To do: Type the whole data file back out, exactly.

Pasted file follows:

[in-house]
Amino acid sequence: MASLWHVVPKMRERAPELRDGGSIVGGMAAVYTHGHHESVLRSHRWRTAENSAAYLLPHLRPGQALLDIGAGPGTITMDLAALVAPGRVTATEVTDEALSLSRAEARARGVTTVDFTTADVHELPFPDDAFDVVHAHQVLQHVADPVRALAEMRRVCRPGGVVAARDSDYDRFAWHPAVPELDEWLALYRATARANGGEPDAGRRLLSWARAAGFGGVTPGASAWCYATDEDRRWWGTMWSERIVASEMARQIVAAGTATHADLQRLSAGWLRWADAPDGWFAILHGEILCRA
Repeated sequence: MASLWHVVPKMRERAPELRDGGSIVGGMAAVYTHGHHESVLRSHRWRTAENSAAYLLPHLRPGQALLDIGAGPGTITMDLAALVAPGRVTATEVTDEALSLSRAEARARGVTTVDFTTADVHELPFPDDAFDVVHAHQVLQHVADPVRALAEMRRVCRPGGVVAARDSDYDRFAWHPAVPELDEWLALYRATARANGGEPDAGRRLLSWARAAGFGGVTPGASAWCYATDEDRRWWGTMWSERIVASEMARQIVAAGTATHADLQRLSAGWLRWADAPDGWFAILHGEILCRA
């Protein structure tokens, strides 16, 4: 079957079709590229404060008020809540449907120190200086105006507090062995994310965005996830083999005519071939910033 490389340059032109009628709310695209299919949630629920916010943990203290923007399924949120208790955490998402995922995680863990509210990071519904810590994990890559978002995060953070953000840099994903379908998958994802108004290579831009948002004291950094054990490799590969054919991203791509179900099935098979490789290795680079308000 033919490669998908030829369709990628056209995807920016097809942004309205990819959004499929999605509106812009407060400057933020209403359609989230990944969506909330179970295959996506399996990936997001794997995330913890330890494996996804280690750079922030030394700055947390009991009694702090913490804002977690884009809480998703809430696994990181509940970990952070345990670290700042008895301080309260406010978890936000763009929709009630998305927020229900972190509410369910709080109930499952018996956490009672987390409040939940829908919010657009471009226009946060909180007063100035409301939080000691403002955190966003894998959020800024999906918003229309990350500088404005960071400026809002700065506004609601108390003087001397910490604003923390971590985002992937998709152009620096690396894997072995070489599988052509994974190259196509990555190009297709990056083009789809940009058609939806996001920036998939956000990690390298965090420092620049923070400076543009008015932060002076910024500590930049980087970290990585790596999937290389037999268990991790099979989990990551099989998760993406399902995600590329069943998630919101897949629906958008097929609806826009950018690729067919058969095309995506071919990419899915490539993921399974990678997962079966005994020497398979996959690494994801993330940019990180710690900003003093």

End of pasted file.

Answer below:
[in-house]
Amino acid sequence: MASLWHVVPKMRERAPELRDGGSIVGGMAAVYTHGHHESVLRSHRWRTAENSAAYLLPHLRPGQALLDIGAGPGTITMDLAALVAPGRVTATEVTDEALSLSRAEARARGVTTVDFTTADVHELPFPDDAFDVVHAHQVLQHVADPVRALAEMRRVCRPGGVVAARDSDYDRFAWHPAVPELDEWLALYRATARANGGEPDAGRRLLSWARAAGFGGVTPGASAWCYATDEDRRWWGTMWSERIVASEMARQIVAAGTATHADLQRLSAGWLRWADAPDGWFAILHGEILCRA
Repeated sequence: MASLWHVVPKMRERAPELRDGGSIVGGMAAVYTHGHHESVLRSHRWRTAENSAAYLLPHLRPGQALLDIGAGPGTITMDLAALVAPGRVTATEVTDEALSLSRAEARARGVTTVDFTTADVHELPFPDDAFDVVHAHQVLQHVADPVRALAEMRRVCRPGGVVAARDSDYDRFAWHPAVPELDEWLALYRATARANGGEPDAGRRLLSWARAAGFGGVTPGASAWCYATDEDRRWWGTMWSERIVASEMARQIVAAGTATHADLQRLSAGWLRWADAPDGWFAILHGEILCRA
């Protein structure tokens, strides 16, 4: 079957079709590229404060008020809540449907120190200086105006507090062995994310965005996830083999005519071939910033 490389340059032109009628709310695209299919949630629920916010943990203290923007399924949120208790955490998402995922995680863990509210990071519904810590994990890559978002995060953070953000840099994903379908998958994802108004290579831009948002004291950094054990490799590969054919991203791509179900099935098979490789290795680079308000 033919490669998908030829369709990628056209995807920016097809942004309205990819959004499929999605509106812009407060400057933020209403359609989230990944969506909330179970295959996506399996990936997001794997995330913890330890494996996804280690750079922030030394700055947390009991009694702090913490804002977690884009809480998703809430696994990181509940970990952070345990670290700042008895301080309260406010978890936000763009929709009630998305927020229900972190509410369910709080109930499952018996956490009672987390409040939940829908919010657009471009226009946060909180007063100035409301939080000691403002955190966003894998959020800024999906918003229309990350500088404005960071400026809002700065506004609601108390003087001397910490604003923390971590985002992937998709152009620096690396894997072995070489599988052509994974190259196509990555190009297709990056083009789809940009058609939806996001920036998939956000990690390298965090420092620049923070400076543009008015932060002076910024500590930049980087970290990585790596999937290389037999268990991790099979989990990551099989998760993406399902995600590329069943998630919101897949629906958008097929609806826009950018690729067919058969095309995506071919990419899915490539993921399974990678997962079966005994020497398979996959690494994801993330940019990180710690900003003093």